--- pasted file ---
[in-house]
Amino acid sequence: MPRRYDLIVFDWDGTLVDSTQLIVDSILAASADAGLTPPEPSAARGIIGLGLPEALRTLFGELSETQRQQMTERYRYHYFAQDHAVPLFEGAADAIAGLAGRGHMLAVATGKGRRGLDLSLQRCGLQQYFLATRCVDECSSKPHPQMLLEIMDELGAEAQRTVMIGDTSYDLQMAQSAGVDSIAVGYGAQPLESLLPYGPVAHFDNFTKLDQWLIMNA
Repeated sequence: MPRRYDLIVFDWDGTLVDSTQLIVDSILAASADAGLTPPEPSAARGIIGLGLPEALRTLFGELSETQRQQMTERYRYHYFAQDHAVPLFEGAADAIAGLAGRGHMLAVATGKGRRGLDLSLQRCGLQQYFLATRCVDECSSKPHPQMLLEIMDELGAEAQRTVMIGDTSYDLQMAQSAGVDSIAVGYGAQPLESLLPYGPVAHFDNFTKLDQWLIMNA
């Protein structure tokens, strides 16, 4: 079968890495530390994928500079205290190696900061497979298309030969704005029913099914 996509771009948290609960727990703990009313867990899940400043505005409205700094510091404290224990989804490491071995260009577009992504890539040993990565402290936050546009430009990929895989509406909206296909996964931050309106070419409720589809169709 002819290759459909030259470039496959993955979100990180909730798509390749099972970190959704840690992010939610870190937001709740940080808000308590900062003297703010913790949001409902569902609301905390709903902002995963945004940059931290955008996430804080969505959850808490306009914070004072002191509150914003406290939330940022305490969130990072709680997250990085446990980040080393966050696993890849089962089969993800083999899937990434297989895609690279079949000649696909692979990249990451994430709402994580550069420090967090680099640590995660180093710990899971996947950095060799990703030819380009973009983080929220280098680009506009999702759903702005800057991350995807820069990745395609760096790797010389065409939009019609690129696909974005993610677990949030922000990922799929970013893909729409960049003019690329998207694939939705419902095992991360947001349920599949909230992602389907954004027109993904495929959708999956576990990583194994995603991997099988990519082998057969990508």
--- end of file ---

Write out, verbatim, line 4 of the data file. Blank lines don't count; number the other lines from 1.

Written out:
């Protein structure tokens, strides 16, 4: 079968890495530390994928500079205290190696900061497979298309030969704005029913099914 996509771009948290609960727990703990009313867990899940400043505005409205700094510091404290224990989804490491071995260009577009992504890539040993990565402290936050546009430009990929895989509406909206296909996964931050309106070419409720589809169709 002819290759459909030259470039496959993955979100990180909730798509390749099972970190959704840690992010939610870190937001709740940080808000308590900062003297703010913790949001409902569902609301905390709903902002995963945004940059931290955008996430804080969505959850808490306009914070004072002191509150914003406290939330940022305490969130990072709680997250990085446990980040080393966050696993890849089962089969993800083999899937990434297989895609690279079949000649696909692979990249990451994430709402994580550069420090967090680099640590995660180093710990899971996947950095060799990703030819380009973009983080929220280098680009506009999702759903702005800057991350995807820069990745395609760096790797010389065409939009019609690129696909974005993610677990949030922000990922799929970013893909729409960049003019690329998207694939939705419902095992991360947001349920599949909230992602389907954004027109993904495929959708999956576990990583194994995603991997099988990519082998057969990508």